Helping America's Most Vulnerable

Our History

Maud and Ballington Booth

Volunteers of America was founded in 1896 by social reformers Ballington and Maud Booth. They envisioned a movement dedicated to “reaching and uplifting” the American people. On behalf of the organization, the Booths pledged to “go wherever we are needed, and do whatever comes to hand.” That declaration continues to guide Volunteers of America’s outreach efforts today. 

The Depression 

The Great Depression of the 1930s stretched the nation's private social welfare system almost to the breaking point. Volunteers of America mobilized to assist the millions of people who were unemployed, hungry and homeless. Relief efforts included employment bureaus, wood yards, soup kitchens and "Penny Pantries" where every food item cost one cent. 

Wartime

Volunteers of America served proudly on the home front during both world wars. The group operated canteens, overnight lodging and Sunday breakfasts for soldiers and sailors on leave. Affordable housing and child care were provided for defense industry workers. Further, Volunteers of America spearheaded community salvage drives during World War II, collecting millions of pounds of scrap metal, rubber and fiber for the war effort.

The 1960s

Our special mission in housing dates to our organization's founding. Volunteers of America helped accelerate real estate development during the 1960s by taking part in numerous federal housing programs. Since 1968, Volunteers of America has developed over 300 affordable housing complexes in more than 30 states.

Timeline of Volunteers of America of Illinois' recent events

1970's

Volunteers of America of Illinois was exclusively doing child welfare services and contracted by the Illinois Department of Child and Family Services.

2007

Volunteers of America of Illinois took over a unique housing portfolio from National, that provided affordable housing options for the frail elderly and adults with disabilities primarily in St. Louis, MO.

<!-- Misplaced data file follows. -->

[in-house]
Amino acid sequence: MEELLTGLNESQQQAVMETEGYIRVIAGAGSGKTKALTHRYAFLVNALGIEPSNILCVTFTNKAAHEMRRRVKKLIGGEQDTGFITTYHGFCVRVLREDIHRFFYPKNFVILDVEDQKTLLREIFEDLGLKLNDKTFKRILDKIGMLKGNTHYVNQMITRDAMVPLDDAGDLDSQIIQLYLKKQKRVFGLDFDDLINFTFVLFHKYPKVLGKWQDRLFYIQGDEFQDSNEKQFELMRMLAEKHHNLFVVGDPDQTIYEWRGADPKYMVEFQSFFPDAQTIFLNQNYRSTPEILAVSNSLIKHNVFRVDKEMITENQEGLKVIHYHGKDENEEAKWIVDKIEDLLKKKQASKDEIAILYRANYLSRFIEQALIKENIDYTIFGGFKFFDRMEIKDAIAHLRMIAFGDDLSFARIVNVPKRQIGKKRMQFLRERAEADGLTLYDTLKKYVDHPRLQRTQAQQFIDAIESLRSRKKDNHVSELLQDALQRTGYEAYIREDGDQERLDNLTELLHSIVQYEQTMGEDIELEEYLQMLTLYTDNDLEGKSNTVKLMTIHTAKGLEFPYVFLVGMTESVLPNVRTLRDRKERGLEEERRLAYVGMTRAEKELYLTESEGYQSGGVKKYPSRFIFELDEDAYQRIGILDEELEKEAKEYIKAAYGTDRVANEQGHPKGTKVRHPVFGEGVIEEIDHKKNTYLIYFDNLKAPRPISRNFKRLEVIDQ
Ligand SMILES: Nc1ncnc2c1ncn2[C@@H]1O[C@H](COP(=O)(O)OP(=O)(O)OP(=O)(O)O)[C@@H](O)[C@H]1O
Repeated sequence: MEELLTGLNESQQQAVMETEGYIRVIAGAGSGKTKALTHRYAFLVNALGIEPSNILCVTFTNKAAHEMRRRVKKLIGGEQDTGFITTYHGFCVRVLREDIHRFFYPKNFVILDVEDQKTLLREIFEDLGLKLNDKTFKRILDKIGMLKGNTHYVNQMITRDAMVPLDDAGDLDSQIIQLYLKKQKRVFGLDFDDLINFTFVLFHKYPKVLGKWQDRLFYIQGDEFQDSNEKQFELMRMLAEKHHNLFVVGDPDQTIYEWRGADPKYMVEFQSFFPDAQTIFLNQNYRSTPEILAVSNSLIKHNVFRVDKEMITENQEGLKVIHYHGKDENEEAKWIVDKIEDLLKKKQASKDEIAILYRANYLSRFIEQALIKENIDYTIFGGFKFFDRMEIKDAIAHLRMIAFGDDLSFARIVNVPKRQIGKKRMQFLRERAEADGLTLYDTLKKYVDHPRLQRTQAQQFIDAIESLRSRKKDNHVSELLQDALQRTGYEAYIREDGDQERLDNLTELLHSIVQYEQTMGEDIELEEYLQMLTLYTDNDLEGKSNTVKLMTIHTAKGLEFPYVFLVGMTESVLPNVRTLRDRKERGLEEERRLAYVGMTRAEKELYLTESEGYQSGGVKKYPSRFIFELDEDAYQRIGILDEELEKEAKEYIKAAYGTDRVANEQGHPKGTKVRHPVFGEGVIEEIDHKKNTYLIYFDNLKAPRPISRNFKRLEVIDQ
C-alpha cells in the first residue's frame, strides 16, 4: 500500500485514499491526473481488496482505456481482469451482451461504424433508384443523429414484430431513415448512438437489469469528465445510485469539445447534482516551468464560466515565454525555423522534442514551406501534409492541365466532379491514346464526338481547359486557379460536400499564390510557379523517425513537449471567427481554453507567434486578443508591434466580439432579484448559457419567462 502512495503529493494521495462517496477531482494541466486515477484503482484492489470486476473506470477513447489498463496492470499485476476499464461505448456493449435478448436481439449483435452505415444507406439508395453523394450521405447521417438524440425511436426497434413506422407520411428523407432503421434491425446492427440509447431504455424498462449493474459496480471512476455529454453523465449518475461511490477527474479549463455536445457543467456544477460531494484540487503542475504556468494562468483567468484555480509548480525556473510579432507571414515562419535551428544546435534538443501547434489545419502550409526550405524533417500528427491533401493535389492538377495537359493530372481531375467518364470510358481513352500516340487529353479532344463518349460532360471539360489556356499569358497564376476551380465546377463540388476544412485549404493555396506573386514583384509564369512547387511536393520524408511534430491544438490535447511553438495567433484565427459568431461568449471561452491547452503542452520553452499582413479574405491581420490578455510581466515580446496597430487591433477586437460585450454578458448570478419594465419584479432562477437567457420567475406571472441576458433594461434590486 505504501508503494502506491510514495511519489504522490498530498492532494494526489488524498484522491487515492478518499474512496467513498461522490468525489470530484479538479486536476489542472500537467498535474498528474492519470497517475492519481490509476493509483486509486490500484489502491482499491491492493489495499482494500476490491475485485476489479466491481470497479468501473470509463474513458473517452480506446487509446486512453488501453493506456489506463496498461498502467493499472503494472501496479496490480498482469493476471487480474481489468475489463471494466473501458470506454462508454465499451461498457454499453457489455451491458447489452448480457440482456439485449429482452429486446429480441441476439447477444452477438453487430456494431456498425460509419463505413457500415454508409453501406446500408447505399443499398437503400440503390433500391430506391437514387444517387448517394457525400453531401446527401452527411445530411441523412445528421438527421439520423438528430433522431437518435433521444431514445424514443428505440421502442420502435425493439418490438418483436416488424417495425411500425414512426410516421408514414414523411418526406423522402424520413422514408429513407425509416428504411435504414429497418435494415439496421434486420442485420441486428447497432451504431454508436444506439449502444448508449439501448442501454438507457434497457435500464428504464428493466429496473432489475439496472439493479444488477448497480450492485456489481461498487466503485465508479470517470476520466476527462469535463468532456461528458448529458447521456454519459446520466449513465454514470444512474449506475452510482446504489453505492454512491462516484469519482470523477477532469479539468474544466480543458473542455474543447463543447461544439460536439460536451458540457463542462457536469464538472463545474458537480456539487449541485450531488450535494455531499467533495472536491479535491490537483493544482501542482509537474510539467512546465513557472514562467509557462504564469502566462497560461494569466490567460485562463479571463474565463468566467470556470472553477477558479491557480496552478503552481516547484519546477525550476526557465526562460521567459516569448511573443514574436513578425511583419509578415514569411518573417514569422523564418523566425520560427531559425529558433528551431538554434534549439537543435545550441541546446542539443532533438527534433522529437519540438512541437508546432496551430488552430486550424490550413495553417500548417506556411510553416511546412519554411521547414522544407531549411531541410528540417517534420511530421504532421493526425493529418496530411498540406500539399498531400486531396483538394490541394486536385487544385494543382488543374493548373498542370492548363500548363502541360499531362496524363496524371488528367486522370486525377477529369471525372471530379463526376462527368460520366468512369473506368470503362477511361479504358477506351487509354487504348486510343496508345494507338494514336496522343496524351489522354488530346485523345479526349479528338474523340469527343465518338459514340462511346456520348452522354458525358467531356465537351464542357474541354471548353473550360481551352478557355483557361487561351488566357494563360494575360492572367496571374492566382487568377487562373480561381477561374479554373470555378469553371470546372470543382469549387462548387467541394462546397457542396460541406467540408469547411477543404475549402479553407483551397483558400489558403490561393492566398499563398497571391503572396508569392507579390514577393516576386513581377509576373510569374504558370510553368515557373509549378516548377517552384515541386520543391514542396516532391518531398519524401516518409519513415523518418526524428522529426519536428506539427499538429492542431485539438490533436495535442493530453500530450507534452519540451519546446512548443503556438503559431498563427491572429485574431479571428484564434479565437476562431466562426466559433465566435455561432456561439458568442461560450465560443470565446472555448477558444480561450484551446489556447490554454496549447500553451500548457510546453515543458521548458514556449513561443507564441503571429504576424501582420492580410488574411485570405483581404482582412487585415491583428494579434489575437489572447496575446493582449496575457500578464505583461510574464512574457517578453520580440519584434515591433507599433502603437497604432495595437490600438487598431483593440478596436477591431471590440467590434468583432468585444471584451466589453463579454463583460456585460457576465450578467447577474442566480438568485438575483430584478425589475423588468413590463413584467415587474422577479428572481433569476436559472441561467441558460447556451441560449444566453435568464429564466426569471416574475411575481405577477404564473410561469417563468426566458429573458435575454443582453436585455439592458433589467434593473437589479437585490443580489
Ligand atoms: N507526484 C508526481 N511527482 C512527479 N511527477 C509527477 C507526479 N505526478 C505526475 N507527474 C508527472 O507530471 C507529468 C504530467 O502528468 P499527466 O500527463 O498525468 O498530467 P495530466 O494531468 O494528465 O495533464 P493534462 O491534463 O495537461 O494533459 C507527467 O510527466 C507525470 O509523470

July 2007

Volunteers of America of Illinois began serving Veterans with  the support of the  Homeless Veterans Reintegration Program (HVRP -U.S. Department of Labor) grant. 

April 2009

Development of Hope Manor I began, which would provide 80 Veterans in homelessness, at risk of homelessness or in serious instability with a place to call home. 

April 2012

Hope Manor I opened at full capacity!

September 2011 

Volunteers of America of Illinois expanded capacity of serving Veterans  with the support of the Supportive Services for Veteran Families (SSVF-U.S. Department of Veteran Affairs) grant, which provided VOA of IL  with the resources to operate the True North Project for Veterans .

October 2012

Development of Hope Manor II began, which would provide 73 Veteran-headed households, who are at risk of serious instability, with a place to call home. 

April 2014

Hope Manor II opened and to date is 100% leased!

January 2015

Volunteers of America of Illinois was awarded the contract from the Department of Veterans Affairs to administer transitional housing services to Veterans in acute instability through a safe haven model, which we named Hope Hall. To date, Hope Hall is at capacity and currently serves 12 male Veterans and 2 female Veterans. 

Today

Volunteers of America of Illinois continues to serve children in foster care, affordable housing for the frail elderly and Veterans who are homeless or in serious instability. We are in our second century of service, we are part of a network that is one of the nation's largest and most comprehensive human services organization in the United States and we will continue helping America's most vulnerable for years to come.

The History of Volunteers of America

Over 115 years of service